The shooting speed of a camera is measured in frames per second. Most of the time, you don’t need an exceptionally high-speed camera, unless you’re a sports or wildlife photographer.
Besides that, you need to remember that the higher the number of frames, the lower the image resolution gets.
6. Weather Sealing
If you plan to use your camera outdoors, you’ll have to make sure it can survive the wrath of nature. High-quality full-frame cameras have to weather protective coatings at every seam of their housing.
This works to keep dust and water out of the system to ensure flawless operation.
Mainly, you should check if the joints and button areas have proper rubber components or other sealing materials to make sure the integral parts don’t get directly exposed to moisture or dirt.
If you’re planning to take prolonged photography sessions in rough weather, you should consider getting a camera hood for further protection.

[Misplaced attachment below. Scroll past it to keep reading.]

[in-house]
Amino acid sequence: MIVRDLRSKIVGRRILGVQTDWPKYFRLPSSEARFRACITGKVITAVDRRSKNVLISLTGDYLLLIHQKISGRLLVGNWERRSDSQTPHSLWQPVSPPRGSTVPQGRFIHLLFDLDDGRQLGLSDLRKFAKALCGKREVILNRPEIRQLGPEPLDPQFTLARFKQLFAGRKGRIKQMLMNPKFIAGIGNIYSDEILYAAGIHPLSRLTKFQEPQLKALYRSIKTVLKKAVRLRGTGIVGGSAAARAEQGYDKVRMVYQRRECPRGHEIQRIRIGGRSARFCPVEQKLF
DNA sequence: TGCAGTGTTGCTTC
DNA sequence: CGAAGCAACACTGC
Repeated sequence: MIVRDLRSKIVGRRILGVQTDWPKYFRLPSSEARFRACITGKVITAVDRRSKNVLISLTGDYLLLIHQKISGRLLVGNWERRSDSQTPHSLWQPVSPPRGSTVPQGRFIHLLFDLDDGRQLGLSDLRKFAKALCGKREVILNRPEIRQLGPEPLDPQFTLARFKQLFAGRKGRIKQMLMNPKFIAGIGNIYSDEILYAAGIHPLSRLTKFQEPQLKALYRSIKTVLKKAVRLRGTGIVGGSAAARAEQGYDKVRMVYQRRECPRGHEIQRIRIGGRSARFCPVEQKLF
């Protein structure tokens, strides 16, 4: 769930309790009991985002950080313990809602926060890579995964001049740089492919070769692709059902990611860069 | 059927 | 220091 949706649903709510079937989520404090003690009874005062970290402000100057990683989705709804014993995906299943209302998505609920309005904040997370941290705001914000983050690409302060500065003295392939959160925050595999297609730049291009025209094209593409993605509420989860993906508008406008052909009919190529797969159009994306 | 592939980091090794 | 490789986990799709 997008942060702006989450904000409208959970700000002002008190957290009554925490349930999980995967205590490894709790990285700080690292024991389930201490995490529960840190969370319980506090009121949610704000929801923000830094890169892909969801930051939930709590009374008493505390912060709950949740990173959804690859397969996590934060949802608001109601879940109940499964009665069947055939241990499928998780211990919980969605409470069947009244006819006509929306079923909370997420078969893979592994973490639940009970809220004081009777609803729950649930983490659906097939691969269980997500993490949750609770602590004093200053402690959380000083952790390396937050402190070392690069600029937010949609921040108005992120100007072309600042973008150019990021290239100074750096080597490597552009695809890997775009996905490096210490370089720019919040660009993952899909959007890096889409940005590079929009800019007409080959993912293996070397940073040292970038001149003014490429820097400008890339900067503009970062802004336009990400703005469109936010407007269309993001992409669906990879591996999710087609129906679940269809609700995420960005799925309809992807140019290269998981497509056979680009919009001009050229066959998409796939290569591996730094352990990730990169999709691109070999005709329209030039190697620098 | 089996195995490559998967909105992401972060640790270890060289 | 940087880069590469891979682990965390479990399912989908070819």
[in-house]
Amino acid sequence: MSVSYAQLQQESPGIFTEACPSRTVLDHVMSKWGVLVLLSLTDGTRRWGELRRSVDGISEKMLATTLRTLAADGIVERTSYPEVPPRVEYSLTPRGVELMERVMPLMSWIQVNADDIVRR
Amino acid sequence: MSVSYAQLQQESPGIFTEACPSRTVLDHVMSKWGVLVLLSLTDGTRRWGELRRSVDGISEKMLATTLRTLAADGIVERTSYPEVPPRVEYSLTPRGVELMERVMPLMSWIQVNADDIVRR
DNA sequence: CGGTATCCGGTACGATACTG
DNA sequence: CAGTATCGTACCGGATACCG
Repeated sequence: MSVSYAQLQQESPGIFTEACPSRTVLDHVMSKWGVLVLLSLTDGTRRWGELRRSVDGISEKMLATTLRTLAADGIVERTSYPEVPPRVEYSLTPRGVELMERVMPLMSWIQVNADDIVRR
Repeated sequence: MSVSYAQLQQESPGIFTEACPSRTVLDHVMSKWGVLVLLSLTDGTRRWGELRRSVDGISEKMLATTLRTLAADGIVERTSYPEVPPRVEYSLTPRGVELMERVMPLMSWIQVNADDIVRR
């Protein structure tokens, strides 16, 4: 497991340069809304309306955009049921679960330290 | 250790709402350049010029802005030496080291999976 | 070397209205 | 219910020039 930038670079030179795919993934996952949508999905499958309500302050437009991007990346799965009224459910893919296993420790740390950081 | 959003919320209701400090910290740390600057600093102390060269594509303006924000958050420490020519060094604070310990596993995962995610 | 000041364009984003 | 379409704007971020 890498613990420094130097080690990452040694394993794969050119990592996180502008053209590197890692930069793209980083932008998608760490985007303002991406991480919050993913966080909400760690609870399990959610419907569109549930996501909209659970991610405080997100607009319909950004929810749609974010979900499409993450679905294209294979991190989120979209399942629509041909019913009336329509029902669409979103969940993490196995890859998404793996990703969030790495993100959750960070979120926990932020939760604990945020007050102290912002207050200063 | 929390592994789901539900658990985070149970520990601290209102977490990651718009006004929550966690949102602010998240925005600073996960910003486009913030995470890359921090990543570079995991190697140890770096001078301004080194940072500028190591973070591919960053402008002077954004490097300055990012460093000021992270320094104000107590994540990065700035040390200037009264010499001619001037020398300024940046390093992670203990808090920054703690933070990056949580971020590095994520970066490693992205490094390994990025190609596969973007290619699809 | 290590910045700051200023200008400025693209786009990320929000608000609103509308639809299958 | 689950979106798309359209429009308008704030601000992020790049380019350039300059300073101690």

7. Additional Cost
The only substantial additional cost you will have to invest in for your camera is the lens. If you’re an amateur, you don’t need to buy a whole range of the lens, as you can simply start by getting one high-quality lens that’s best suited for your photography type.
Some full-frame cameras also come with complete kit lenses so you can start without any additional investment.
Even if you buy a full-frame camera with lenses, you can easily switch to a camera body from another brand. Brands like Nikon, Sony, and Canon can work with lenses from other brands as well, which makes it easy for active shooters to change their camera bodies according to their expertise.
9. Learning Curve
When you get a full-frame camera, you can rely on your equipment to do most of the work for you. Most of the latest camera models have intuitive designs that make it easy to figure out their operation and controls.